For patients with T-RTS ≤ 11 on admission, the unadjusted mortality was 35.0 % (7/20) and 31.9 % (37/116) among patients on warfarin and patients on no antithrombotic agents, respectively. Among patients with normal physiology on admission, use of warfarin increased the mortality eight times, as 25.0 % (8/32) of patients on warfarin died compared to 2.4 % (4/165) of patients on no antithrombotic agents. Very similar results were found when INR was included in the regression analysis instead of warfarin (results not shown). There was an interaction between therapeutic INR and T-RTS, with 29.0 % mortality among patients with INR ≥ 2.0 and normal physiology compared to only 2.9 % mortality among patients with INR < 2.0.
Preinjury platelet inhibitor use was not a significant predictor of 30-day mortality in the univariate logistic regression analysis. In the multivariate logistic model (Table 4), significant predictors of mortality for preinjury platelet inhibitor users were older age, anatomic severity (higher NISS), and physiological derangement (lower T-RTS).
Outcome after head trauma may be affected by injury mechanisms, patient characteristics, quality of care, and potentially interactions between them. Our study supports previous studies reporting that preinjury use of warfarin, but not platelet inhibitors, are associated with increased mortality following head trauma. In addition, our study indicates that the effect of warfarin on mortality might be dependent on physiological status. Among patients with normal physiology on admission (T-RTS = 12), warfarin use was associated with increased risk of mortality compared to use of no anticoagulants (25 % vs 2 %, respectively). Among patients with physiological derangement (T-RTS ≤ 11) on admission, in contrast, equally high risk of mortality was found among patients with preinjury use of warfarin and those who did not use anticoagulants (35 % vs 32 %, respectively). It thus seems like the negative impact of preinjury warfarin use on mortality is most pronounced in a subpopulation of patients with severe trauma and with normal physiology on admission. Trauma care providers should be aware of this increased mortality risk among head trauma patients on warfarin presenting with normal physiology. Our result is in accordance with a retrospective review including patients with fall from standing , and a more recently published study on outcome after head trauma in Medicare beneficiaries .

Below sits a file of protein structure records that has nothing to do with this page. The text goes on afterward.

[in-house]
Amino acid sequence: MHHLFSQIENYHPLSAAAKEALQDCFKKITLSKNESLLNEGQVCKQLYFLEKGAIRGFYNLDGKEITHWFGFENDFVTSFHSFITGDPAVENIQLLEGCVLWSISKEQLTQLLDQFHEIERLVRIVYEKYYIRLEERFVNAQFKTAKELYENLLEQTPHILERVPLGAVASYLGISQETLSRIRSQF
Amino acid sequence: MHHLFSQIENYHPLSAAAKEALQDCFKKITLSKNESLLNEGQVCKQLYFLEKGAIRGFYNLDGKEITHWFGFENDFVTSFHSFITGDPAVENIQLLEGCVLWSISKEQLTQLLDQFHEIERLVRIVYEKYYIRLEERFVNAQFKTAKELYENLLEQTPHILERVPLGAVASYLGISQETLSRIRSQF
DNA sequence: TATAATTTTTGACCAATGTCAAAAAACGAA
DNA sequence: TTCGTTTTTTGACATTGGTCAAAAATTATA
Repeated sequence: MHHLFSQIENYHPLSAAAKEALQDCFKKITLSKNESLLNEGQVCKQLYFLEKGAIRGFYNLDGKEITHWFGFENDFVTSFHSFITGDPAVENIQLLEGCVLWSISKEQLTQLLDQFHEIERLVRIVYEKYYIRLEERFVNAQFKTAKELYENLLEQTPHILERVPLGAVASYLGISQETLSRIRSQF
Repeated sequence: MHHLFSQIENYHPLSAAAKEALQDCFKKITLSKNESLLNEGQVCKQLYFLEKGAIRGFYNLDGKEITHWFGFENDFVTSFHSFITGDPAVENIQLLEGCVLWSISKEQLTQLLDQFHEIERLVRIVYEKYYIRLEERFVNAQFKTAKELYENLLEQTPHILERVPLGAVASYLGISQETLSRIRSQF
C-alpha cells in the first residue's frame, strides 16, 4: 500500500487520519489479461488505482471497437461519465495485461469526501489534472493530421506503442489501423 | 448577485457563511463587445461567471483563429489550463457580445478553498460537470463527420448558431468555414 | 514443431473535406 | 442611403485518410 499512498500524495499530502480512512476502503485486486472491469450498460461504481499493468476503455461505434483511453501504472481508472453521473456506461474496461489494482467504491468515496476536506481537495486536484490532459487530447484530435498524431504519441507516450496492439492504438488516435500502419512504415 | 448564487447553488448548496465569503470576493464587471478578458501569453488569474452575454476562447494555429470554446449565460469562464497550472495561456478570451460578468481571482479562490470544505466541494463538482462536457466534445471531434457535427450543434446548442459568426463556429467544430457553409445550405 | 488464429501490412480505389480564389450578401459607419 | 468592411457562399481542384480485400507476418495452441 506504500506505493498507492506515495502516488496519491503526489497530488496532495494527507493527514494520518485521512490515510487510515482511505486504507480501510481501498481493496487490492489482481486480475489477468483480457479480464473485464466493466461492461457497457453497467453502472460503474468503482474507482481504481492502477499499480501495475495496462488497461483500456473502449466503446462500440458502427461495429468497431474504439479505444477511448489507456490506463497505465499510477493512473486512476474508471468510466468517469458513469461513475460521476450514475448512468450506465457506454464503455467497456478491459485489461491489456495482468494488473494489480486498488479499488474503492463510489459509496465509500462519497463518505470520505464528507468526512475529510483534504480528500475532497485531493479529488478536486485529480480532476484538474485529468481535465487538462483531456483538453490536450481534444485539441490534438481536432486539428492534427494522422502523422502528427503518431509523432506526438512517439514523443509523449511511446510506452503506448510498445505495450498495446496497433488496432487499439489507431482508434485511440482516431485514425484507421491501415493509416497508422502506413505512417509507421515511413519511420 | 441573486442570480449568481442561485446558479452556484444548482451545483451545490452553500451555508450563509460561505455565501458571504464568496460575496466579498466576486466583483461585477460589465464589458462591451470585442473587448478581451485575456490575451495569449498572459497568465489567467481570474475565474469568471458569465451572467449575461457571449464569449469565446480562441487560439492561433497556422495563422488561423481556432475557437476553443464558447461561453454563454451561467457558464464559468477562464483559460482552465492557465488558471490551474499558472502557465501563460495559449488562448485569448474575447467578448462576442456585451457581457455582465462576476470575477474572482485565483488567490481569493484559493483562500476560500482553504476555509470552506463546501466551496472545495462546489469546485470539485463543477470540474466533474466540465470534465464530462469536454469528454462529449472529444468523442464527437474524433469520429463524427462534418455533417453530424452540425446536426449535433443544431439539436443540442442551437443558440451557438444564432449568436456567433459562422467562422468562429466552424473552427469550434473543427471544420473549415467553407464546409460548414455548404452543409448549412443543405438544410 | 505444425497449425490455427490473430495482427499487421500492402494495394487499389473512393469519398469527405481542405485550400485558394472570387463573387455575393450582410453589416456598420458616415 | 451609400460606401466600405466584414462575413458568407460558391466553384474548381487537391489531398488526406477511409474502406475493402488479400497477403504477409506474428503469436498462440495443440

Two recently published large cohort studies, in contrast, showed no increased mortality risk in subpopulations of warfarin users 65 years and older with intracranial haemorrhage  or among patients with head injury . Those studies, however, included patients with an expected lower mortality risk, such as younger patients and patients with non-head traumas.
Preinjury morbidity has been shown to be an independent predictor of mortality in the NORMIT model [20, 22]. Surprisingly, co-morbidity (ASA-PS) was not independently associated with mortality in our analysis, and we did not find any interaction effect between NISS and co-morbidity. In our study, more than one third of the patients were classified as having severe systemic disease (ASA-PS 3 or 4), in contrast to 10 % with severe systemic disease found in the study by Jones et al. Differences in study populations may explain the lack of effect of co-morbidity on mortality in our study.